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Vertex

Moons

Limb

This eclipse will be remarkable for the very minute portion of it, that will be visible to the British Isles ; at Greenwich, only 1-58th part of the solar diameter will be obscured. It will be considerable to a great portion of North and South America.

The following were the observations at Deptford, of the Lunar Eclipse of 26th February last. (See T. T. Ast. Occ. February, 1831).

The moon's upper limb was indistinctly perceived at 5 hrs. 45 min. clock time, above a low bank of clouds, over which was diffused a slight blue haze. 5 hrs. 55 min. the shadow of the earth quite clear of Mare Crisium, and Mare Humorum : the eclipsed part of the disc was not visible. 6 hrs. 5 min. the shadow passed

the centre of Tycho, and the northern part of Mare Fecunditatis. 6 hrs. 10 min. the eclipsed limb dully visible, and of a neutral color; the edge of the shadow more defined than when first observed, and the penumbra, about the breadth of Mare Crisium. 6 hrs. 15 min. the shadow passed through the southern part of Mare Fecunditatis. 6 hrs. 25 min. the defined edge of the shadow left the moon; the penumbra lingered for several minutes afterwards, and exhibited a dull appearance on the western limb. A halo of unusual brilliancy surrounded the moon at 9 hrs. There will be no lunar eclipse in the present year.

LUNAR PHENOMENA.

Phases of the Moon.
First Quarter, 4th day at 33 min. after 11 night.
Full Moon, 12th

55

10 Last Quarter, 20th

2

10 New Moon, 27th

55

1 afternoon. Conjunctions of the Moon with the Planels and Stars.

July 2d, with Saturn ......at 2 afternoon.
15th, Uranus

5
18th, Jupiter

5 morning. 27th, Venus

2 afternoon. 29th, Mercury

5 morning. 30th, Saturn

4

noon.

21st,

Mars ....

PHENOMENA PLANETARUM. Mercury, in his superior conjunction with the sun at 15 min. after 8 of the morning of the 3d of this month. Greatest north latitude on the 9th. In conjunction with Regalus at 10 in the evening of the 27th, difference of latitude 15'.

Venus, in her superior conjunction at 45 min. after 8 of the morning of the 27th. In perihelion on the 30th.

Phases of Venus. The following are the proportions of the light and dark phases of Venus :July 1st.-Illuminated disc = 11.907 Dark part

0.093 Mars in conjunction with o in Pisces, at 8 in the morning of the 9th.

The Asteroids.

Hrs. Min. Vesta, 3d day. Right Ascension 10 15. N. Declin. 16° 29' 11th

10 28.

15 10 19th

10 42.

13 47 27th

10 56.

12 20 Juno, 3d

10 55.

8 43 11th

11 5.

7 58 19th

11 15.

7 9 27th

11 25.

6 18 Pallas, 3d

0 3.

6 44 11th

06.

6 27 19th

0 8.

5 58 27th

5 18 Ceres, 3d

2 19.

4 20 11th

4 54 19th

2 36.

5 22 27th

2 43.

5 44 Jupiter stationary on the 17th. Eclipses of the Satellites of Jupiter.

IMMERSIONS. First Satellite, 7th day at 10 min. 47 sec. after 2 morning

27

midnight 30th . 21

3

2 morning Second Satellite, 2d ......

47 23

1 26th ...

52

10 night

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2 27.

.

22d ......

54

EMERSION. Third Satellite, 26th day at 45 min. 2 sec. after 1 morning.

IMMERSION.
Fourth Satellite, 10th day at 29 min. 13 sec. after midnight.

FORM OF SATURN'S RING.
July 19th.-Semi-transverse axis 37".96

Semi-conjugate axis 2 .69
Uranus in nearly the same position as last month.

Sphere of the Fixed Stars. Positions of the principal constellations, at 11 in the evening of the 1st of the month.

On the meridian. Scorpio near the southern horizon: Above Scorpio are Serpens, Ophiuchus, Hercules, and the bead of Draco in the Zenith. North of the Zenith are Tarandus, Custos Messium, Camelopardalis, and Auriga; the latter in the horizon.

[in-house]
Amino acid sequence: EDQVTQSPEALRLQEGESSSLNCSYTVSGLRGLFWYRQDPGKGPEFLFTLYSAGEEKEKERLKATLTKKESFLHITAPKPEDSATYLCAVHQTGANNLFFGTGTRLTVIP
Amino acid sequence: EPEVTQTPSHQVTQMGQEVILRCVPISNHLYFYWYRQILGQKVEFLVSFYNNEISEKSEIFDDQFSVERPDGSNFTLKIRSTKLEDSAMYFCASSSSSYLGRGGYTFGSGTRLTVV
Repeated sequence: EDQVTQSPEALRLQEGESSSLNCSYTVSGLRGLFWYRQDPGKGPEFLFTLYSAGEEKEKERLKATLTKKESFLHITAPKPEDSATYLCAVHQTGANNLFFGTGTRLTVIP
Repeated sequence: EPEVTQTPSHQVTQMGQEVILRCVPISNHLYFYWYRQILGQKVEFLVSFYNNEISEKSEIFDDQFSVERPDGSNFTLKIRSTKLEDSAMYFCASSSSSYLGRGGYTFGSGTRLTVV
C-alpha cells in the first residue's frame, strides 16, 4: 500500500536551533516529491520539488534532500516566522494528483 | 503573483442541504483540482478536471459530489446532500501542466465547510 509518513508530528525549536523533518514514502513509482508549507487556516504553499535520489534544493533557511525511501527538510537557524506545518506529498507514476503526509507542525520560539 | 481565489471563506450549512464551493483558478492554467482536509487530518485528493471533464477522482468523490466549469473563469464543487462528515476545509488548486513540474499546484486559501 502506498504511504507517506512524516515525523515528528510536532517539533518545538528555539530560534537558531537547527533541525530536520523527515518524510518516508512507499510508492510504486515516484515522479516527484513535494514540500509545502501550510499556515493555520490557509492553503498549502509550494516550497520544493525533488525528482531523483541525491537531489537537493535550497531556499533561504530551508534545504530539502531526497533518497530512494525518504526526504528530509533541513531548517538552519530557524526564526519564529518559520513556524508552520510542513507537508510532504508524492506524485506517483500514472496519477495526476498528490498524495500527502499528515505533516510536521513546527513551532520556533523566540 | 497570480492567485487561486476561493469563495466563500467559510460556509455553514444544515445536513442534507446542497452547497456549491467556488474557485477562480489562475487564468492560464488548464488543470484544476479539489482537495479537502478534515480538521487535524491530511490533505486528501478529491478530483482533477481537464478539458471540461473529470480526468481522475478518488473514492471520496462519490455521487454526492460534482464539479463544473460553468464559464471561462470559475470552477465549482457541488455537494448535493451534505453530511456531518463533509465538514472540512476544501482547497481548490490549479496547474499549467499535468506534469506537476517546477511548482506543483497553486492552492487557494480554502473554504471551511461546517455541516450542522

Perseus, N. N. E. Andromeda, N.E. Pegasus, E. by N. Cassiopeia, N.E. by N. Cygnus, East. Lyra, Delphinus, Equuleus and Aquarius, E.S.E. Aquila, Antinous, and the head of Capricornus, S. E. by E. Taurus Poniatowski, Scutum Sobieski and Sagittarius, S.S.E. Leo and Leo minor, W.N. W., above which is Ursa Major. Coma Berenices, West. Boötes and Virgo, W. S. W. Corona Borealis, Serpens and Libra, S.S. W.

Telescopic Objects. Libra. In this zodiacal constellation, a, and i are double stars,—the largest of is white, and the small star dusky red. & is a triple star,--with inferior telescopes this appears only a double star, the largest of which is very white; this is, however, itself a double

star. ɛ is a beautiful double-double star, or a double star, each star being itself a double star; the first set consists of stars that are very unequal, the largest is white, and the smallest reddish; the second set are white and equal.

North of & is a nebula.
k is supposed to be a variable star.

Scorpio. In this constellation B and v are double stars ; near v is a multiple star; near to the red star Antares is a mass of small stars ; o and 19 point to a nebula. In this constellation are some remarkable nebulæ, two of which are like comets, with brilliant centres. Scorpio is on the borders of the Via Lactea, which Herschel considered, as a very extensive branching congeries of many millions of stars; that probably it owes its origin to several remarkably large, as well as pretty closely scattered small stars, that may have drawn together the rest; also that there are many parts of the Via Lactea where the stars are drawing towards secondary centres, and may, in time, separate into different clusters. He also imagined, that there are some portions of the Via Lactea which have suffered greater ravages than others, and particularly that part of it in the body of Scorpio, where there is a large opening or hole, about four degrees broad, which is almost destitute of stars; and that the stars which once filled this vacancy is a rich cluster of small stars, just upon the western border of the opening:

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